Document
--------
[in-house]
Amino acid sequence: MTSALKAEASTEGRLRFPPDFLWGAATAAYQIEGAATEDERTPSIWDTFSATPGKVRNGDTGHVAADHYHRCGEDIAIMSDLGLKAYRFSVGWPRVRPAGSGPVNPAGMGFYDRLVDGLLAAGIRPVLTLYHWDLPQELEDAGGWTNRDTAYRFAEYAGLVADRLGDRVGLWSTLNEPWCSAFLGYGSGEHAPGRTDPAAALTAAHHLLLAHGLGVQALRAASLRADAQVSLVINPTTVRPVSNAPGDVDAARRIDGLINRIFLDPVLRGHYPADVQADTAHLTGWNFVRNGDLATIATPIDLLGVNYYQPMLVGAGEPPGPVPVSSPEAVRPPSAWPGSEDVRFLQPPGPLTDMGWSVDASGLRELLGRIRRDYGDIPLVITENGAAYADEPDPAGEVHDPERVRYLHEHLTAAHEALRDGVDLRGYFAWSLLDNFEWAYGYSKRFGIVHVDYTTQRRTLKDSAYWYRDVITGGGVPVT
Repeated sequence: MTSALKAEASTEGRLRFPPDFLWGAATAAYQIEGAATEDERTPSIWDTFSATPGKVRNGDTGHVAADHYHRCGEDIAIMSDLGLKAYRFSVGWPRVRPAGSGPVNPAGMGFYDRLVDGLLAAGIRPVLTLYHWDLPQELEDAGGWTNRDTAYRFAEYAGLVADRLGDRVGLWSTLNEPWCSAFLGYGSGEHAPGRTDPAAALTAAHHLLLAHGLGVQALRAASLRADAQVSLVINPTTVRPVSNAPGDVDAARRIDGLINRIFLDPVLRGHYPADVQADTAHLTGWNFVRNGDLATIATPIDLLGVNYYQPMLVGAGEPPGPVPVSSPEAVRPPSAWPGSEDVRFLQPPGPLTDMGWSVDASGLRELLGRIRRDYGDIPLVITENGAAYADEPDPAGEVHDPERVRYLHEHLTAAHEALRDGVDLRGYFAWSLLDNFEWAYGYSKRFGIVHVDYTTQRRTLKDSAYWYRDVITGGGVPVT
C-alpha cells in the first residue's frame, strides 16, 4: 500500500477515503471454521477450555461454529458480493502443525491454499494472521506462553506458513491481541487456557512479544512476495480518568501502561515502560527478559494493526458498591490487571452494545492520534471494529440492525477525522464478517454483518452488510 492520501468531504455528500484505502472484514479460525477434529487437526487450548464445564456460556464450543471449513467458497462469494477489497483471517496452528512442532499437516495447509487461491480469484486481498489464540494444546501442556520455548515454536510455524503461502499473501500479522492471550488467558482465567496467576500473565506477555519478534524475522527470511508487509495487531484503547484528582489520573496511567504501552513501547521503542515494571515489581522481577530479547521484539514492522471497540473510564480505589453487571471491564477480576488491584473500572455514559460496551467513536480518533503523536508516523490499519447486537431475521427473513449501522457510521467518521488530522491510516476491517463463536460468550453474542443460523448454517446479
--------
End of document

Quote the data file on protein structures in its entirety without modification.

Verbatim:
[in-house]
Amino acid sequence: MTSALKAEASTEGRLRFPPDFLWGAATAAYQIEGAATEDERTPSIWDTFSATPGKVRNGDTGHVAADHYHRCGEDIAIMSDLGLKAYRFSVGWPRVRPAGSGPVNPAGMGFYDRLVDGLLAAGIRPVLTLYHWDLPQELEDAGGWTNRDTAYRFAEYAGLVADRLGDRVGLWSTLNEPWCSAFLGYGSGEHAPGRTDPAAALTAAHHLLLAHGLGVQALRAASLRADAQVSLVINPTTVRPVSNAPGDVDAARRIDGLINRIFLDPVLRGHYPADVQADTAHLTGWNFVRNGDLATIATPIDLLGVNYYQPMLVGAGEPPGPVPVSSPEAVRPPSAWPGSEDVRFLQPPGPLTDMGWSVDASGLRELLGRIRRDYGDIPLVITENGAAYADEPDPAGEVHDPERVRYLHEHLTAAHEALRDGVDLRGYFAWSLLDNFEWAYGYSKRFGIVHVDYTTQRRTLKDSAYWYRDVITGGGVPVT
Repeated sequence: MTSALKAEASTEGRLRFPPDFLWGAATAAYQIEGAATEDERTPSIWDTFSATPGKVRNGDTGHVAADHYHRCGEDIAIMSDLGLKAYRFSVGWPRVRPAGSGPVNPAGMGFYDRLVDGLLAAGIRPVLTLYHWDLPQELEDAGGWTNRDTAYRFAEYAGLVADRLGDRVGLWSTLNEPWCSAFLGYGSGEHAPGRTDPAAALTAAHHLLLAHGLGVQALRAASLRADAQVSLVINPTTVRPVSNAPGDVDAARRIDGLINRIFLDPVLRGHYPADVQADTAHLTGWNFVRNGDLATIATPIDLLGVNYYQPMLVGAGEPPGPVPVSSPEAVRPPSAWPGSEDVRFLQPPGPLTDMGWSVDASGLRELLGRIRRDYGDIPLVITENGAAYADEPDPAGEVHDPERVRYLHEHLTAAHEALRDGVDLRGYFAWSLLDNFEWAYGYSKRFGIVHVDYTTQRRTLKDSAYWYRDVITGGGVPVT
C-alpha cells in the first residue's frame, strides 16, 4: 500500500477515503471454521477450555461454529458480493502443525491454499494472521506462553506458513491481541487456557512479544512476495480518568501502561515502560527478559494493526458498591490487571452494545492520534471494529440492525477525522464478517454483518452488510 492520501468531504455528500484505502472484514479460525477434529487437526487450548464445564456460556464450543471449513467458497462469494477489497483471517496452528512442532499437516495447509487461491480469484486481498489464540494444546501442556520455548515454536510455524503461502499473501500479522492471550488467558482465567496467576500473565506477555519478534524475522527470511508487509495487531484503547484528582489520573496511567504501552513501547521503542515494571515489581522481577530479547521484539514492522471497540473510564480505589453487571471491564477480576488491584473500572455514559460496551467513536480518533503523536508516523490499519447486537431475521427473513449501522457510521467518521488530522491510516476491517463463536460468550453474542443460523448454517446479